Nick Cardy, R.I.P.
Another sad loss for those of us who love great comic book creators of the past. Nick Cardy died this evening from congestive heart failure. He turned 93 a few weeks ago.
Nicholas Viscardi was born October 20, 1920 so he was 18 when he went to work for Will Eisner's studio in the dawn of comics. He'd studied at the Art Students League and Eisner always said that when Nick walked in with his samples, he was an instant hire. His drawing was that good. He did many jobs for Eisner but was probably best known for drawing and usually writing the Lady Luck feature that ran as a back-up in Eisner's famous newspaper comic sections of The Spirit. Nick signed some of his early works "Nick Cardi" before settling down to Cardy.
He served in World War II and won two Purple Hearts for injuries which, he would later joke, were nothing compared to what he endured working for some editors. Once home from the war, he worked in advertising and in newspaper comics (including a stint illustrating the Tarzan daily) before he began working in 1950 for DC Comics, an association that would last twenty-five years. His artistry was seen in dozens of different comics but he's probably best remembered for a long stint drawing Aquaman and shorter but memorable runs on Teen Titans and a wonderful western comic called Bat Lash. In the early seventies, DC used him as one of their main cover artists across most of the line. He drew unusually handsome heroes and extraordinarily attractive women, and you could tell the work was always done with great care and pride.
Nick later said he left comics because he was bored with the form and eager to try new areas and to paint. Some of us recall his departure as being due to business disputes he later chose to forget. Whatever the reason, he went back to "Cardi" and enjoyed great success as a commercial artist, painting posters (and not necessarily the only ones) for many hit movies including Movie Movie, California Suite and Apocalypse Now. For a long time, he shunned comic books but was eventually lured back into the field to do a few covers.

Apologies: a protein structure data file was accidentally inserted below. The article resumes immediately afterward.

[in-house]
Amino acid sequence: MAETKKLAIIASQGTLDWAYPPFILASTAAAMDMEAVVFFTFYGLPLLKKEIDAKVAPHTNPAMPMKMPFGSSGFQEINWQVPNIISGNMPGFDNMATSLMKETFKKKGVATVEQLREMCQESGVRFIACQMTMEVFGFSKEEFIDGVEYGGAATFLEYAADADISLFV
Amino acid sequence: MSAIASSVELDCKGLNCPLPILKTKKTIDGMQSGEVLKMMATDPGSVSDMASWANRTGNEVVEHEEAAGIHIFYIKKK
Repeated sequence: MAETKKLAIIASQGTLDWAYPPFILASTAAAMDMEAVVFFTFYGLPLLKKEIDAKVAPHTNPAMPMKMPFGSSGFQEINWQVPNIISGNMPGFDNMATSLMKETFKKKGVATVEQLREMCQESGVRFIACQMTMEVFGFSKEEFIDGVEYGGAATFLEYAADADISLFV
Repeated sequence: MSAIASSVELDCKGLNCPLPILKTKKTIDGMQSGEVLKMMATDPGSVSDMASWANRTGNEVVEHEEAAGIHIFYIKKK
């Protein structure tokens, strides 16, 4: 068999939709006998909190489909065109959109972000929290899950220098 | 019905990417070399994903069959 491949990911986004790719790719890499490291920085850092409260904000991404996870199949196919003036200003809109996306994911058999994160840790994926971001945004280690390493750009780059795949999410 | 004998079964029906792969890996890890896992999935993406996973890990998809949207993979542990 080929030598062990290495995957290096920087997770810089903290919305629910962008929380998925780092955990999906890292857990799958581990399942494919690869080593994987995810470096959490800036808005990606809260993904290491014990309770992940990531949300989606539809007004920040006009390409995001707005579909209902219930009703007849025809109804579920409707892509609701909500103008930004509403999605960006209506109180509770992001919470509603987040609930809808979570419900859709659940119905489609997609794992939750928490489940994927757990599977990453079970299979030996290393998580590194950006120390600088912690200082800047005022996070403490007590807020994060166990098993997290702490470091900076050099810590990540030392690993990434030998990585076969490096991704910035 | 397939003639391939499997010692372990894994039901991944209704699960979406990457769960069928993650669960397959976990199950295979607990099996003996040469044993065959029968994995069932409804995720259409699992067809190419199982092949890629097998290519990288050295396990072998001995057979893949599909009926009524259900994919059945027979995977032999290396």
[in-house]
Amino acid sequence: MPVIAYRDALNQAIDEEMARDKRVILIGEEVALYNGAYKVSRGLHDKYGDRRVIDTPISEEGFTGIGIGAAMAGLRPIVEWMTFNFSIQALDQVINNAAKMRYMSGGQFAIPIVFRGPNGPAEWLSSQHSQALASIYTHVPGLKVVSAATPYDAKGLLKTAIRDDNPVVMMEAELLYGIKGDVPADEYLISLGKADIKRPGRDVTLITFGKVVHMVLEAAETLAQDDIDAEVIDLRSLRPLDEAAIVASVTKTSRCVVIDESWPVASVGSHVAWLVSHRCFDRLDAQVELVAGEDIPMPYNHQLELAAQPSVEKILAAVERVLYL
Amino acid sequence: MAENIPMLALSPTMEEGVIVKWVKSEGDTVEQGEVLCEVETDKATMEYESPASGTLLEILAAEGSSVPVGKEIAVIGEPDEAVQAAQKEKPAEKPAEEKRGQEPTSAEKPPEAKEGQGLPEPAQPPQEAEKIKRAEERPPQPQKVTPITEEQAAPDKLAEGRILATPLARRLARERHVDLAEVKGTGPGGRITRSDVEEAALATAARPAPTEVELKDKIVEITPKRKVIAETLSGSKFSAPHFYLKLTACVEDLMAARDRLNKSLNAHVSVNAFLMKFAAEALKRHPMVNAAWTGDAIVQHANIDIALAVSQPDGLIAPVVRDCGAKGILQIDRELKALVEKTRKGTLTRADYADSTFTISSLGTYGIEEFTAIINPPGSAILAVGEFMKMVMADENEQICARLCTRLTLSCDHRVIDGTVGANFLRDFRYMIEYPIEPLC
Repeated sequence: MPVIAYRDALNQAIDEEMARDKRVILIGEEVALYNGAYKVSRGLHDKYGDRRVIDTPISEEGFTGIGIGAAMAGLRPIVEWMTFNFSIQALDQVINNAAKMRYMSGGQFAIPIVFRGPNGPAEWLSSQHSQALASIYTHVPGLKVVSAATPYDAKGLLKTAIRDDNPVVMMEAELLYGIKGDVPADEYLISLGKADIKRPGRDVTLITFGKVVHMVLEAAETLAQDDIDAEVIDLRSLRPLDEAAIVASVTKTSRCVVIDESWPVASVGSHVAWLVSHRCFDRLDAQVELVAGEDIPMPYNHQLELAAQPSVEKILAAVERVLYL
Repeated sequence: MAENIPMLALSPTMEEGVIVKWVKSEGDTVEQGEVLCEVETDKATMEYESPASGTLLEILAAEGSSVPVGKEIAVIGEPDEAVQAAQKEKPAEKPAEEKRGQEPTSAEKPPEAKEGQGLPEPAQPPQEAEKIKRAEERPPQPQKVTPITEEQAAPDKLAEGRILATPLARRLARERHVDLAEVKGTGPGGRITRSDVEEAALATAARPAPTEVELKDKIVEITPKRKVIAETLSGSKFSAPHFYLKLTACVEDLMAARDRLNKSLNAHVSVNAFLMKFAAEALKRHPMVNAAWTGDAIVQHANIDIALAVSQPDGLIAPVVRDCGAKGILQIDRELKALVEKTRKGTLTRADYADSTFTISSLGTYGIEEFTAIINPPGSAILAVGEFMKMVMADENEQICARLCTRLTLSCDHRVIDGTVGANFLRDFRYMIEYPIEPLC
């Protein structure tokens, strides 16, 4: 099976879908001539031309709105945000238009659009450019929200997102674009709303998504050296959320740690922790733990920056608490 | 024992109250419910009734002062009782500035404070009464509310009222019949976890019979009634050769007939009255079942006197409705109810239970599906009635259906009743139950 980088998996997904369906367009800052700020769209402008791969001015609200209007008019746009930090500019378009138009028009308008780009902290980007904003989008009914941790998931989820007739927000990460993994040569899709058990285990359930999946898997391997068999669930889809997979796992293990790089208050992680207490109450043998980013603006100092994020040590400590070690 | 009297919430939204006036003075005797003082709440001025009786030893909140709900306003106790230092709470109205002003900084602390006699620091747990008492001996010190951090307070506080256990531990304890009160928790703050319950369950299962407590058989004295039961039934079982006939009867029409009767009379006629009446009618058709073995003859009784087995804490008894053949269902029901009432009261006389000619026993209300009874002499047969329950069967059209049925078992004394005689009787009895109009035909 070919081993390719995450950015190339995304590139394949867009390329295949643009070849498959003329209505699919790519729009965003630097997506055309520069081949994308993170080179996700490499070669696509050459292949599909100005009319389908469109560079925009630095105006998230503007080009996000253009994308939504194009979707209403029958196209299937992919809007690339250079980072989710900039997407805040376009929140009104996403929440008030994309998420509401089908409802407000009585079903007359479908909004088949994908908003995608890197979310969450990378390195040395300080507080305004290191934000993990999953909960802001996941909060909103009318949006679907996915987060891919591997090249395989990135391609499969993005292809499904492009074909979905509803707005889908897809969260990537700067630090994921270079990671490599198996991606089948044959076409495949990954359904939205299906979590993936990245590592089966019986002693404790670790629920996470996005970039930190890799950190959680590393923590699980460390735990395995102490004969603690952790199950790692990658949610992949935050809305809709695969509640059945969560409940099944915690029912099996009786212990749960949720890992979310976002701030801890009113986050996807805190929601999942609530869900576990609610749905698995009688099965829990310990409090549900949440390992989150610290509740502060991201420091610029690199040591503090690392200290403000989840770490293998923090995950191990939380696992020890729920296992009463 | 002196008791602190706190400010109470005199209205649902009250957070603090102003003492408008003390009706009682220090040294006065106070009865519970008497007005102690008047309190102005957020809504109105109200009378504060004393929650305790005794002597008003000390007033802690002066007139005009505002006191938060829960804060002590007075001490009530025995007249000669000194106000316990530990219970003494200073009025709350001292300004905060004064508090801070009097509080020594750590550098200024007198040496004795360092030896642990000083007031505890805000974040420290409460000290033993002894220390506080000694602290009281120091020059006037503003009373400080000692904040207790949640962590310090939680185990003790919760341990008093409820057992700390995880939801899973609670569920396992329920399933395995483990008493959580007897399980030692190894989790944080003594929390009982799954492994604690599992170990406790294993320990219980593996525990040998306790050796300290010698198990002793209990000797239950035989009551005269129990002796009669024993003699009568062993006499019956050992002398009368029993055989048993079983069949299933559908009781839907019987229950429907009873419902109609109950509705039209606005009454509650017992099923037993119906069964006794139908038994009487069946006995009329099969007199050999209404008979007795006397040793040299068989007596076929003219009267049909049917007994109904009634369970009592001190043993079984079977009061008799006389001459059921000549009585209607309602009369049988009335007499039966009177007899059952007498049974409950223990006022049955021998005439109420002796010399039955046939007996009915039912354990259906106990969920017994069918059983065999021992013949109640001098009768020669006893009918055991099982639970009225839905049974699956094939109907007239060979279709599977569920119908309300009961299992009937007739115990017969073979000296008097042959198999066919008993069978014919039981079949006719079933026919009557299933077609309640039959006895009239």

He was also lured onto the convention circuit, an honor he had long declined. In 1998, after refusing for years, Nick finally agreed to be a Guest of Honor at the Comic-Con International in San Diego. Nervously, he set down all sorts of conditions: His table had to be next to the table of his friend, Colleen Doran; he had to be free to flee the autograph area if the crowds got to him, etc. He balked at doing a panel/interview but finally agreed on the condition that others would be up there with him so they could talk if he froze in front of the audience. I was his interrogator and I brought Colleen, Sergio Aragonés and Marv Wolfman up there with him…needlessly, it turned out. Once Nick got to talking, you couldn't shut him up and the audience loved every word he said. Partial transcripts of that panel may be read here and here.
Nick had the best time in San Diego that year. He always had a long line of folks eager to meet him and to thank him for all the great comics and a lot of those who queued up were top professionals who thanked him for the inspiration. He was the kind of man who cried if you told him you loved his tie so there were a lot of happy tears that weekend. Thereafter, he attended San Diego and other conventions whenever his health and budget would allow. He called me to chat every month or two and when he did, I always knew I'd be on the phone for at least an hour and that I'd love every minute of it. Those who appreciate fine comic art will treasure his work forever…and those of us who knew him will never forget that dear, sweet man.